Ravell Call, Deseret News
U.S. speed skater Jilleanne Rookard competed on Friday and was surprised that Claudia Pechstein was allowed to.

KEARNS — The most successful woman in speed skating was the talk of the Essent ISU World Cup on Friday, but it wasn't for her performance on the ice.

Instead, Germany's Claudia Pechstein, owner of nine Olympic medals — including five golds — was the topic of conversations among athletes and fans because she was allowed to compete in the ISU's final World Cup, despite being banned for two years by the ISU for blood doping.

Pechstein insisted she was innocent and appealed the decision to the Court of Arbitration for Sport in Lausanne. The ban was upheld last month, yet the 37-year-old was allowed to compete pending her appeal to the Federal Supreme Court of Switzerland, thanks to a Swiss Court ruling.

Her time is provisional, and it was ultimately not good enough to earn her a trip to what would have been her fifth Olympic Games. She needed to place in the top eight of the 3,000-meter race but only managed 13th place. Regardless, her presence as a competitor was baffling to some of her fellow athletes.

"It was shocking," said Jilleanne Rookard, of the U.S. Team. "I was a little surprised to say the least. It's illegal what she's done. Let's play fair."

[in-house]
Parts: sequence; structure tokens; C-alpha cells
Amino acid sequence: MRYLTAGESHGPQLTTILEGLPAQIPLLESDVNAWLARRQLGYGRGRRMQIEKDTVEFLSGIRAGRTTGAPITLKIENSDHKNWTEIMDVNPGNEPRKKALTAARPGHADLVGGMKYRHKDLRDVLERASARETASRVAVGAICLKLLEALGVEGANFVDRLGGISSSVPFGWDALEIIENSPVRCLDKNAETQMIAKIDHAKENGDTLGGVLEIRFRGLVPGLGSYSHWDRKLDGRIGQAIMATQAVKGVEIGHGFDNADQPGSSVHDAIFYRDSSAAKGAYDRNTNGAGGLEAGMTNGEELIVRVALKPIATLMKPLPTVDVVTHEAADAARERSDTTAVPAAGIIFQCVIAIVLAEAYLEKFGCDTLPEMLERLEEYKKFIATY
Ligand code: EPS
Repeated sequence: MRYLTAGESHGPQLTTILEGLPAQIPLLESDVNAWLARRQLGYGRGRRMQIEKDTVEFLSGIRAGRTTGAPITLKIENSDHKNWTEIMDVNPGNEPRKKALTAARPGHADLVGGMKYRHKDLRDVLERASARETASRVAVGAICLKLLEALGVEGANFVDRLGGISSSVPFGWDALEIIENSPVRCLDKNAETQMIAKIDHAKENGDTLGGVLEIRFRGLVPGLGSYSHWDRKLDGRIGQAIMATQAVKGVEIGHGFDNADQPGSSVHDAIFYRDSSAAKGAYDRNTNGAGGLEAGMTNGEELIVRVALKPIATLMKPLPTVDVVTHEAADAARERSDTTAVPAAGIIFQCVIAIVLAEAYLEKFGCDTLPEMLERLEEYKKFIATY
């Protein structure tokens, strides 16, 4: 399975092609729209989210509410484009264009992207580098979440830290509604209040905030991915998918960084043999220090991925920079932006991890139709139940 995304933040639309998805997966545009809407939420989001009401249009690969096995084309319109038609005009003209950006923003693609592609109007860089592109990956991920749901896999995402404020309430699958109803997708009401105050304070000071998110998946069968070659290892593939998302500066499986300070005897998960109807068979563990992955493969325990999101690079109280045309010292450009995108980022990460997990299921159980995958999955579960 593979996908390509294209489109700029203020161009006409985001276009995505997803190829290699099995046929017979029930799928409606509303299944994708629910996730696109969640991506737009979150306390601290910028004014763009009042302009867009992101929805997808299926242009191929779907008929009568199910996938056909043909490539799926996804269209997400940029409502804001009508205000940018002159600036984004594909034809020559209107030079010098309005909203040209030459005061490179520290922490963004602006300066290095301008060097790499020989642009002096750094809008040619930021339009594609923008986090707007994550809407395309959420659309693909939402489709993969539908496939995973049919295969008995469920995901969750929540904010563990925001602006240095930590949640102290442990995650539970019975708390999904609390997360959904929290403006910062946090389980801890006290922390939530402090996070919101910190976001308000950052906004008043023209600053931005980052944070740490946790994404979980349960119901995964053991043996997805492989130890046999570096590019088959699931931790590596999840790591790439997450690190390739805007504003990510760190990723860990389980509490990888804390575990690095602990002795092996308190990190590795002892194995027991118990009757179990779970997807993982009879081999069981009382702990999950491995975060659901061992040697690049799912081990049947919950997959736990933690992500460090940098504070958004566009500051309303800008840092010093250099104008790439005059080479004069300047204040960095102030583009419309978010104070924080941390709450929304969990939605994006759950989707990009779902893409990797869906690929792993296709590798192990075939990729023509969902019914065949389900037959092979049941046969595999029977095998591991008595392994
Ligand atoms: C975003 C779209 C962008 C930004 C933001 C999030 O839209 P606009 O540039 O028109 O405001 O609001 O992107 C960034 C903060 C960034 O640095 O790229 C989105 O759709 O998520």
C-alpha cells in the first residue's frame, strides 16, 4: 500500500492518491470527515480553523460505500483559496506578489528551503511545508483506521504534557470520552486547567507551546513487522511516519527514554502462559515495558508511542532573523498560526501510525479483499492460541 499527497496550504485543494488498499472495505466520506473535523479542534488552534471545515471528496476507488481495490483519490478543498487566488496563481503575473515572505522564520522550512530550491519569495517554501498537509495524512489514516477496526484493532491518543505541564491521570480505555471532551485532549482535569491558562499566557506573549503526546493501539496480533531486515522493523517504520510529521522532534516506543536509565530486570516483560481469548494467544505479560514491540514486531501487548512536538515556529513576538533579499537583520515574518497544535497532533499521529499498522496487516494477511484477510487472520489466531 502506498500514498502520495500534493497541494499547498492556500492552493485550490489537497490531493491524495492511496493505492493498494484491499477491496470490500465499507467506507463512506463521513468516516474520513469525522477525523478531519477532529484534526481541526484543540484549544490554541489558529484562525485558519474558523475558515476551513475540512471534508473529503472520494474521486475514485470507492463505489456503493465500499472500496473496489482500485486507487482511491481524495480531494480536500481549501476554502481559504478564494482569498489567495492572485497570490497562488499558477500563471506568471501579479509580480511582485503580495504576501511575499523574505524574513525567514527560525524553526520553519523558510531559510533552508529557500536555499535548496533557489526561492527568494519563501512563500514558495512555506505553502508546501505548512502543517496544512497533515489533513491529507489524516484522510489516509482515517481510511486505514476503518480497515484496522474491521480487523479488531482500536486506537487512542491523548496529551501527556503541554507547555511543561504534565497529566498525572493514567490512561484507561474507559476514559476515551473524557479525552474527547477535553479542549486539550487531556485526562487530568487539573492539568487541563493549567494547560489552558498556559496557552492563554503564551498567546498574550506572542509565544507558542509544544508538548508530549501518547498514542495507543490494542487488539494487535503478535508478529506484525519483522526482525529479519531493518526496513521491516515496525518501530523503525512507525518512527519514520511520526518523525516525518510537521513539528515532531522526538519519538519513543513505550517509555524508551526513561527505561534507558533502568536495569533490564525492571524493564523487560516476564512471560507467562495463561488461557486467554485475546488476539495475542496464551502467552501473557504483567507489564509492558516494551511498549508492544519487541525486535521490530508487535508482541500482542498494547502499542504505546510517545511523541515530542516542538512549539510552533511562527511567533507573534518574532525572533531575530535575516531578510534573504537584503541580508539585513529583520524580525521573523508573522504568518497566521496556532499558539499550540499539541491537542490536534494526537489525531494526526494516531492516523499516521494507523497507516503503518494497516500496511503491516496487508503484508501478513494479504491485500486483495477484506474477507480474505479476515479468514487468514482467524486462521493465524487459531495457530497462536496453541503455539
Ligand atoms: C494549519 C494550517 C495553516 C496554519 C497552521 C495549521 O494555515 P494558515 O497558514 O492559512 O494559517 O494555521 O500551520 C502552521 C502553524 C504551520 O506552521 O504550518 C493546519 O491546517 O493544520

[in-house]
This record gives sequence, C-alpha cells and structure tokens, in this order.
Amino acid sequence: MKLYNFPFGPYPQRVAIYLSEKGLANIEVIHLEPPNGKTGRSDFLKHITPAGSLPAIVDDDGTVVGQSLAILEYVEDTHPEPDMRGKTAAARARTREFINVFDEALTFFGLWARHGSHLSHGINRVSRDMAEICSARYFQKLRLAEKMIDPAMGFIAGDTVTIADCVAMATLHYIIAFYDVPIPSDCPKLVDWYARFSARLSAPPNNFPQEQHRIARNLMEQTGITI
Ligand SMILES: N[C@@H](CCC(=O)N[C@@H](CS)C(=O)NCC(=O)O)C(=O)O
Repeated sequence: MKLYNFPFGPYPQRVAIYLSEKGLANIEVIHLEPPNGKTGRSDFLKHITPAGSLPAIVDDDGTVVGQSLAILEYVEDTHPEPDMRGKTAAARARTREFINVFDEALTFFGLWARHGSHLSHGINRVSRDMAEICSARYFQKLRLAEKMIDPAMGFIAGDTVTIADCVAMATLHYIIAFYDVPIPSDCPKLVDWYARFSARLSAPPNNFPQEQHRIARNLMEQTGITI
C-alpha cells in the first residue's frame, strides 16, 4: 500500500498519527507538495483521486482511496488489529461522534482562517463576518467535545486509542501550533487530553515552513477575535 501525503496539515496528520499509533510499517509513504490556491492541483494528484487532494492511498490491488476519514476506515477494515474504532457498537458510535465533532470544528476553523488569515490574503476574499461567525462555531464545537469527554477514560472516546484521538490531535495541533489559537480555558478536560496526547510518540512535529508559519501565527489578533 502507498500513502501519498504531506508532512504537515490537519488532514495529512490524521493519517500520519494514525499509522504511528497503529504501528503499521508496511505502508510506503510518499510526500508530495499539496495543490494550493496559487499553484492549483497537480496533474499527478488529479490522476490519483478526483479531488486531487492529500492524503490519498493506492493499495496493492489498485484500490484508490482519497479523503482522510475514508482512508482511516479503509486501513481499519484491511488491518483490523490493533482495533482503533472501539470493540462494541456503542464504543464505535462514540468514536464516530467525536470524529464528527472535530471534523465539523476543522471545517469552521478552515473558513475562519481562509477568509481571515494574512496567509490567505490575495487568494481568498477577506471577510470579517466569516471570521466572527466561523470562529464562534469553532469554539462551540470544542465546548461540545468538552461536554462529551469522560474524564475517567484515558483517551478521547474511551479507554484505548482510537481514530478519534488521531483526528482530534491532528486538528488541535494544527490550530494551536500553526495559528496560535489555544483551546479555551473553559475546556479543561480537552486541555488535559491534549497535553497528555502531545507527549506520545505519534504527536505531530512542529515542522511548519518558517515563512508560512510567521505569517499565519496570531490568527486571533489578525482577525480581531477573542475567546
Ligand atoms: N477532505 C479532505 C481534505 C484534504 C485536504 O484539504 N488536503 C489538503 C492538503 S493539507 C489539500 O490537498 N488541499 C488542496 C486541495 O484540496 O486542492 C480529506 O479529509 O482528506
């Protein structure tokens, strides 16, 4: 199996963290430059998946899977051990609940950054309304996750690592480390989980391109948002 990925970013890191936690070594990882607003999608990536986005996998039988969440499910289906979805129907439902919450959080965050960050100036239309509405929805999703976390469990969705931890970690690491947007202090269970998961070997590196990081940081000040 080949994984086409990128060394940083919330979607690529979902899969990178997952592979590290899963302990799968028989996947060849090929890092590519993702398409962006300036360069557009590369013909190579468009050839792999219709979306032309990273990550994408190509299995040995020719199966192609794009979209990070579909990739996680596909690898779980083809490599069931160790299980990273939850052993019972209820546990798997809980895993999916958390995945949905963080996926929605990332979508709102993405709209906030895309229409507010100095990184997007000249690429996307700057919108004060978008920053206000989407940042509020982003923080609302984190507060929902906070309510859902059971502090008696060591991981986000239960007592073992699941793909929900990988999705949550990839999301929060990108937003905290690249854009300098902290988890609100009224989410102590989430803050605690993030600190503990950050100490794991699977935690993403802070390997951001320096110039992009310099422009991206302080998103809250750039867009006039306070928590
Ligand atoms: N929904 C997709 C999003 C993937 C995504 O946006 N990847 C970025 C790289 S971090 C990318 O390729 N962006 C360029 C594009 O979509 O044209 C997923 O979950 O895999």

Some wondered if the fact that she is so successful and well-known played into the decision to allow her to skate this weekend.

"She's a pretty big name, a heavy hitter," Rookard said. "I was shocked, upset that people can get away with that type of thing."

U.S. skater Nancy Swider-Peltz Jr. said that while it seemed unfair, there was still a lot that the general public may not know about the case.

"We don't know the details," said Swider-Peltz Jr. "She's the most decorated female skater out there. I don't know what will happen. ... I would not want to be here now."

She agreed it was disconcerting to learn that Pechstein would compete.

"In a way it's kind of unfair," she said. "It's kind of unfair to all the other girls out there fighting for their position in the Olympics. When the information came down, it spread like wildfire."

She said everyone was watching when Pechstein took to the ice.

"Everyone was interested," she said. "It's definitely a scandal in the world of skating, and we don't have that very often."

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